The Battle of Bullets

The Battle of Bullets

I’ve been working on some marketing lately for Atomicdust. Tell me what you think…

Atomicdust provides a complete solution for e-marketing and offline communications strategy that not only meets but exceeds the ever-changing needs of clients while addressing and confronting communications challenges in the digital age.

Services include:

  • Dynamic Website Programming available across multiple Internet Service Providers
  •  The most comprehensive promotional mail, including electronic
  • Words and symbols that engage user experience and blend across multiple platforms
  •  Advertisements and promotions that are not limited to, but usually rectangular in shape
  • Strategic grouping and position of colors to display the most widespread complementary spectrum
  •  World Class Customer Service

Still reading? Good. As I was writing that, I was trying to imagine how many people would just close the window half way through.

Hopefully you’ve guessed by now, I’m being sarcastic. But my point is pretty serious.

Competing companies are hell bent on out-bullet pointing each other. They’re carefully crafting PowerPoints and sales brochures, ready to do battle with competitors for the most detailed, smartest sounding bullet point. If they can just squeeze in a few more buzzwords, they will have the sales advantage and win the business. If the competition says they’re a “complete software solution,” then we have to say we offer a “total software experience.”

And the marketing materials don’t really matter at all. No one’s going to read it anyway. The salesperson’s personality will win the account, right? After all, they’re so funny and personable.

Ok, here’s my opinion: No one is going to remember the details from your bullet points or your industry jargon. You don’t remember the ones in the first part of this article do you? I hope not.

With copy like that, no one is going to process any of it. They will be polite and sit through your PowerPoint presentation. Afterwards, they either won’t have anything to talk about, or worse, they’ll want an in-depth discussion of why you call it a “total software experience.” And since the differences between you and your competitors are presented so similarly, the only thing customers have to really compare is price. And that’s where everyone loses.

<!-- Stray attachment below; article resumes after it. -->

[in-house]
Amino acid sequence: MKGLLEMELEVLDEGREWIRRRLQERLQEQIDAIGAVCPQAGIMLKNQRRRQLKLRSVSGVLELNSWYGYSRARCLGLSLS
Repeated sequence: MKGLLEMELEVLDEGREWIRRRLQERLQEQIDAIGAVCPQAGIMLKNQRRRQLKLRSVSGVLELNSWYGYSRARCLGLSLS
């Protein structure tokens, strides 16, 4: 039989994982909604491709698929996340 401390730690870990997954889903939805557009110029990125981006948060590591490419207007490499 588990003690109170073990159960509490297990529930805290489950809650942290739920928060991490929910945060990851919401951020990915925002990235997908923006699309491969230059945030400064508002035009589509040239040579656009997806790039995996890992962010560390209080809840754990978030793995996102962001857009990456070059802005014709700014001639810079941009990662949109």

Believe it or not, it’s possible to tell a compelling story about a business, no matter what the industry. The best part is, you already have a story.

People want something they can relate to. They buy from businesses that are different for a reason, not just in their bullets. They want to make an emotional connection with your brand and want their lives to be better. Don’t sacrifice your ability to sound human for the opportunity to sound smart.

Take if from “the industry leading design and marketing solutions provider for improving customer experiences on the information super highway, with superior customer service for cyber-businesses on this continent, and also smaller islands and peninsulas.”

(We’re also known as “Atomicdust. Makes creative matter.”)


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Mike Spakowski

Mike Spakowski

Mike Spakowski is Principal / Creative Director of Atomicdust and is involved with the day-to-day design strategy, art direction and studio management.

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